Congratulations! The hiring manager wants to interview you. Now what? You can begin by searching for more information about the job you have applied for. Chances are the requisition mentions the Program's name. Google it! See what you can find out about in the news.
Some programs, like mine, are difficult to find out about. Look anyway. You may find a story or two that give you insights into the program, the kinds of problems it solves, how long it has been in existence, and even how successful it has been.
Review the entire job requisition. Imagine the kinds of questions you might be asked as a candidate given the basic job requirements and the preferred job skills. Think of two or three questions you might be asked for each mentioned skill. Then prepare your answers for each question.
For example, if the basic skill is an ability to lead a small team of engineers, scientists, designers, software developers, or any other kind of small team, then develop two questions an interviewer might ask to determine if you have that skill. It is easier if you have actually led a team of the type the job requisition is calling for. You simply document those instances in your resume where you led that kind of small team.
What about the times when you have not quite done what the job requisition is asking for? Be creative with your answers. Here are some examples drawn from my interviewing experiences:
- Interviewer: Think of a time when you led a small team. Describe, for me, the kind of team you led. Tell me about your role in it. Were you responsible for organizing the work? Were you responsible for meeting cost, schedule and technical performance constraints? How did your experiences there prepare you to succeed in this job?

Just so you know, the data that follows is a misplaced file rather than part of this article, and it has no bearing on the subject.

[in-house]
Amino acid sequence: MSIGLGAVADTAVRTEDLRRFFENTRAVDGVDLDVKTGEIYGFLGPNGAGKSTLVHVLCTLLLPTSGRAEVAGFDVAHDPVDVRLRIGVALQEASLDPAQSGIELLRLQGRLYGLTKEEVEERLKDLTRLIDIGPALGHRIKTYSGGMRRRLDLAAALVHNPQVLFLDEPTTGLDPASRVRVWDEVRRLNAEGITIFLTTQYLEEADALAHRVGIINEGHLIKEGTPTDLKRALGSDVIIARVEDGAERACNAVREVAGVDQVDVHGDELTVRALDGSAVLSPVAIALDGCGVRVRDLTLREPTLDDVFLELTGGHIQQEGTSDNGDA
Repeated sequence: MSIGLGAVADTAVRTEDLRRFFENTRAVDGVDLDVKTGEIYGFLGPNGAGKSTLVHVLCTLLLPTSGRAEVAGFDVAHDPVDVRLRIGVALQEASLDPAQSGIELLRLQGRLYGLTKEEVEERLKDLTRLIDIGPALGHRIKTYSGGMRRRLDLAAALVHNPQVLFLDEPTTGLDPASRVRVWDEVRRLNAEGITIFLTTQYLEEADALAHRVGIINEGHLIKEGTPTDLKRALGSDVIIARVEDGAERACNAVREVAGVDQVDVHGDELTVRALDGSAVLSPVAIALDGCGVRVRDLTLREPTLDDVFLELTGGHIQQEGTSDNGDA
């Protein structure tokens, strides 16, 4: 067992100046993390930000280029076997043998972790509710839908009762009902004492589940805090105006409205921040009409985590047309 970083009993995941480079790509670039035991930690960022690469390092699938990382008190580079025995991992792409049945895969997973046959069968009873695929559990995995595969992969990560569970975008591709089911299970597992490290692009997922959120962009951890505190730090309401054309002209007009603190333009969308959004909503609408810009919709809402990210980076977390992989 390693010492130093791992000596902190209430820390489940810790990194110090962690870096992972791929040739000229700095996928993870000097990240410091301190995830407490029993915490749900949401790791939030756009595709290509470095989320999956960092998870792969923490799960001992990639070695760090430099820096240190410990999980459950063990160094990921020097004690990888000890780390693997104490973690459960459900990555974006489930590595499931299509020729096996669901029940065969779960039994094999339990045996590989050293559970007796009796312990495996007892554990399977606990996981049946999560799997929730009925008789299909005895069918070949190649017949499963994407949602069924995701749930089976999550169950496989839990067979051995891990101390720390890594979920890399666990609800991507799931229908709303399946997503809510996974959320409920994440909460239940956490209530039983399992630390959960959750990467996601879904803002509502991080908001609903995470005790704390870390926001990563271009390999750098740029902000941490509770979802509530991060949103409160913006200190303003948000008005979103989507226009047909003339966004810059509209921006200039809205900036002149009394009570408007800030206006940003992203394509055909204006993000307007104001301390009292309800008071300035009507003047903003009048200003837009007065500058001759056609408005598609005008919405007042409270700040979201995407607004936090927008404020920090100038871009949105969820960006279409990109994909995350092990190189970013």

- Interviewer: Were you successful? What was your most memorable accomplishment? What was the most creative thing you did? What did you learn from your experience? How will that help you be successful in this job?
Developing Your Answers
Be creative with your answers. Draw from your experiences. Make sure your relevant experiences are documented in your resume. Be specific. Be concrete. Write your answers down. Be sure they answer the questions. Have someone you trust review the questions and your answers. Once you have the right questions with good, complete answers, then drill, practice, and rehearse. Chunk up the questions. Memorize your answer to each chunk. Here are some examples from the questions above:
- Interviewer: Think of a time when you led a small team. Describe, for me, the kind of team you led.
- Interviewee: I led an engineering design team with four members. Our team included an electrical engineer, a mechanical engineer, a civil engineer and a systems engineer.
- Interviewer: Tell me about your role in it.
- Interviewee: I led the team. I was responsible for everything my team did or failed to do. I coordinated the team's efforts higher, with my boss, and across the organization, for example, with manufacturing.
- Interviewer: Were you responsible for organizing the work?
- Interviewee: Yes. I took the requirements, determined the broad outlines of what the design should look like, and estimated the kinds and amounts of efforts needed. I then worked with my team to establish specific milestones for deliverables.
- Interviewer: Were you responsible for meeting cost, schedule and technical performance constraints?
- Interviewee: Yes. I was responsible for meeting all three. The technical performance constraints were directed. I negotiated cost and schedule based on the detailed plans my team put together.
- Interviewer: How did your experiences there prepare you to succeed in this job?
- Interviewee: As I understand it this job requires thoughtful, flexible, creative leadership to develop effective solutions quickly. My past jobs had similar requirements. For example, in my most recent job, our customer didn't really know what he wanted. We had to be very creative, working with the customer, as well as other parts of our organization. We succeeded because ...